A (mostly) white vegetable soup recipe

What do you do when you’ve got a small cabbage head and a bunch of small carrots from your CSA? Not to mention that your mother bought you half a nagaimo (Japanese mountain yam) and a couple of chayote squash for no reason?

Soup!

And I must be absolutely mad to be making soup on a hot summer Sunday evening (a little humid and 90F!). It was only made possible by the lone air conditioner in my apartment which was strategically placed in the kitchen.

I was inspired by two driving forces: by the memory of the shiso-white wine-chicken recipe in “Ancient Kitchen, Modern Wisdom,” and by my belief that chayote squash doesn’t pair well with traditional herbs. (I roasted chayote squash once with dried basil, and discovered it was one of the worse pairings I could have done.  It generally tastes good with spices.)

Here’s how the (mostly) white vegetable soup went:

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Chinese Black Sesame Soup (dessert soup)

(In advance, I apologize for the lack of pictures. When I first thought about writing this post, I felt that it was too early. Now that I am ready, I do not have the soup thawed out for the task of photo-taking, but I don’t want to wait on this post any longer.)

Recently, I attended a soup swap. What’s that, you might be asking. Well, it’s a gathering of sorts involving something like a game. All of the attendees bring six quart-sized containers filled with a frozen homemade soup/stew of their choice. All of the soups are lumped together in a spot in the room. Then, attendees pick out a number, and proceed, in their numbered order, to explain what they brought in. Once this is completed, the guests then  take turns picking out a new soup container to bring home. So, you bring over six quarts of your soup, and you bring home six quarts of someone else’s soup.

This year, I decided on a Chinese dessert soup – black sesame soup (aka “hak zi ma wu”). Researching only provided me with two recipes that looked usable.

Recipe #1
http://chinesefood.about.com/od/desserts/r/black_sesame.htm

Recipe #2
http://www.flavorandfortune.com/dataaccess/article.php?ID=219

The first time I made this soup, I followed recipe #1 exactly. This time around, I followed recipe #1 in general measurements, but tried the methodology of recipe #2. I had hoped that recipe #2 would be a time saver, what with the rice being blended before cooking. In the end, I got a superior result to my first attempt… but it didn’t take any less time.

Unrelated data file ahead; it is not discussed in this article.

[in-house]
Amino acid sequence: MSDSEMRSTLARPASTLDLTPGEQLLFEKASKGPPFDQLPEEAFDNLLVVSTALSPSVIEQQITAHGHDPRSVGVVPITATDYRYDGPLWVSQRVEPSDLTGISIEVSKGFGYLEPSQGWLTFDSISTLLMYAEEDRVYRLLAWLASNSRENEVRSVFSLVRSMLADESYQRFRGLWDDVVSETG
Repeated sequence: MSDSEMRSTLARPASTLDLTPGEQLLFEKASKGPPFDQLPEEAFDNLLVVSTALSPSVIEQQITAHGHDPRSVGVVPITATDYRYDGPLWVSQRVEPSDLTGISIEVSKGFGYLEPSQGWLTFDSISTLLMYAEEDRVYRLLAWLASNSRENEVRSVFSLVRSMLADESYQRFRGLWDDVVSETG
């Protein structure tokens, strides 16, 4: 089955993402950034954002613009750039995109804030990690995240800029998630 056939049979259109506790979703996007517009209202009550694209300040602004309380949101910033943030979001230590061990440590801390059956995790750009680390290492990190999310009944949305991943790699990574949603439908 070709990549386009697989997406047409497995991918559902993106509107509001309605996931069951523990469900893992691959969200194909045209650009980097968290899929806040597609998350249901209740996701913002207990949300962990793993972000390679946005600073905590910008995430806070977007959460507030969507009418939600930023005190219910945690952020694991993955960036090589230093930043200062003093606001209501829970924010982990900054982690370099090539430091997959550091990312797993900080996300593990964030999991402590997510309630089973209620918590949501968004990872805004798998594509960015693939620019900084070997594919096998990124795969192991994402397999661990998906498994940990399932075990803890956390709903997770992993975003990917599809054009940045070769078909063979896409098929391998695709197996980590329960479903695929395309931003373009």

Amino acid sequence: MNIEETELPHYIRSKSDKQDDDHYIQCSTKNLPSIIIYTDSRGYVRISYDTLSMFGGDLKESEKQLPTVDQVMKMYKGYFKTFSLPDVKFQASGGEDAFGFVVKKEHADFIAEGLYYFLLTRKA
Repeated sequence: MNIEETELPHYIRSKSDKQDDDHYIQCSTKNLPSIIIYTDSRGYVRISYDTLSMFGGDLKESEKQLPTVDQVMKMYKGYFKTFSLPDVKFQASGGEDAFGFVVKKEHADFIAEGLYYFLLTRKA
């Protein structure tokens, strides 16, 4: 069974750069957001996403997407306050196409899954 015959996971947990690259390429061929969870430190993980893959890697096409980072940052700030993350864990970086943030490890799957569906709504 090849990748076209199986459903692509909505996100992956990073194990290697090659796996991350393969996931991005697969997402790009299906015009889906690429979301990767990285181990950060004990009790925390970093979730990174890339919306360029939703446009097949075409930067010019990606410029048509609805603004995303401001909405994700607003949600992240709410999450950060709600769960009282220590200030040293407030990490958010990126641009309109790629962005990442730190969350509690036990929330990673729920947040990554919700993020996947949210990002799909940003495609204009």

The long of the short of it? You must blend your ingredients before and after it is cooked. This is the only way you will hope to obtain the same thick but silky texture that you’ll find in a restaurant. (I guess I would liken the viscosity to something like honey.)

Ingredients:
1 cup white rice (long grain or short grain)
1 cup toasted black sesame seeds
7 – 8 cups water, depending on how thick or thin you want the soup (you may even want to go down to 6.5 cups of water if you plan on freezing this as defrosting seems to affect the texture a little)
1 cup granulated sugar (the amount of sugar is up to you – my family found that the original half cup specified was not sweet enough, so I prefer using one full cup at least)

1. Soak your rice in cold water for at least an hour.
2. In a blender, crush up the sesame seeds. Add half of the rice and crush this as finely as you can. Add about a cup of water, and then blend well. Tip this out into your stockpot or large saucepan. Crush up the rest of the rice, add another cup of water, and blend well. When done, tip this out into your pot too.
3. Add the remaining cups of water into the pot. (I have found that I like the consistency of about seven total cups of water. If you want it thinner, use more water.) Bring to a boil and turn the heat down to medium. Meanwhile, make sure that you stir continuously. Until the rice is cooked, it will sink to the bottom of your pot. If you don’t mix continuously, you will run the risk of burning the bottom.
4. Add the sugar (this can be honey, or a mixture of the two… or you can be silly like me and use powdered cactus honey which was purchased some time ago on a whim). As the sugar dissolves, you will notice that the consistency of the soup has gotten thicker. After about 5-8 minutes, the sugar is completely incorporated and the cooking is done.
5. You can try using an immersion blender, but I prefer letting the soup cool a little and blending it in a normal blender. Blend the finished soup to make sure that you have a silky texture (it’ll lumpy if you don’t… perfectly edible but totally lumpy).
6. Serve the soup. I prefer this soup warm-bordering-on-hot, but my mother says you can serve it cold. (Personally, I have never seen this served cold.)  And enjoy.  ^_^

~Mikan